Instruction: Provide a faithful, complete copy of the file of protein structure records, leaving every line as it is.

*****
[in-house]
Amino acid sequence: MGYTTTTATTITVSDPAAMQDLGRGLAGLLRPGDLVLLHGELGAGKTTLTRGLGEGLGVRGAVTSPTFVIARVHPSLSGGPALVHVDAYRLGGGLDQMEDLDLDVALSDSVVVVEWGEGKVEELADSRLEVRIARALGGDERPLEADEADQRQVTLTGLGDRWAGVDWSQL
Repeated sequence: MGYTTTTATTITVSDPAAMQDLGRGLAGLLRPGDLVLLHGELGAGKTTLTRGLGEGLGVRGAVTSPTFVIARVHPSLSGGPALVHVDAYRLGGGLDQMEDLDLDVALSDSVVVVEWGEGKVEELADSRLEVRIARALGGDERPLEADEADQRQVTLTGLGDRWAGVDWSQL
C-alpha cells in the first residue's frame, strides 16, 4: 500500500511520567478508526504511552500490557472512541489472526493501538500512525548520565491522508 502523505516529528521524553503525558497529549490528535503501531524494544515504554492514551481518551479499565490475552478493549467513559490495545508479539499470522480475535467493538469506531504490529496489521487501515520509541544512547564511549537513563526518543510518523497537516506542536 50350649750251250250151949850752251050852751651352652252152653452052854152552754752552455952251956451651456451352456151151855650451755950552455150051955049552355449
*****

[in-house]
Amino acid sequence: MGYTTTTATTITVSDPAAMQDLGRGLAGLLRPGDLVLLHGELGAGKTTLTRGLGEGLGVRGAVTSPTFVIARVHPSLSGGPALVHVDAYRLGGGLDQMEDLDLDVALSDSVVVVEWGEGKVEELADSRLEVRIARALGGDERPLEADEADQRQVTLTGLGDRWAGVDWSQL
Repeated sequence: MGYTTTTATTITVSDPAAMQDLGRGLAGLLRPGDLVLLHGELGAGKTTLTRGLGEGLGVRGAVTSPTFVIARVHPSLSGGPALVHVDAYRLGGGLDQMEDLDLDVALSDSVVVVEWGEGKVEELADSRLEVRIARALGGDERPLEADEADQRQVTLTGLGDRWAGVDWSQL
C-alpha cells in the first residue's frame, strides 16, 4: 500500500511520567478508526504511552500490557472512541489472526493501538500512525548520565491522508 502523505516529528521524553503525558497529549490528535503501531524494544515504554492514551481518551479499565490475552478493549467513559490495545508479539499470522480475535467493538469506531504490529496489521487501515520509541544512547564511549537513563526518543510518523497537516506542536 50350649750251250250151949850752251050852751651352652252152653452052854152552754752552455952251956451651456451352456151151855650451755950552455150051955049552355449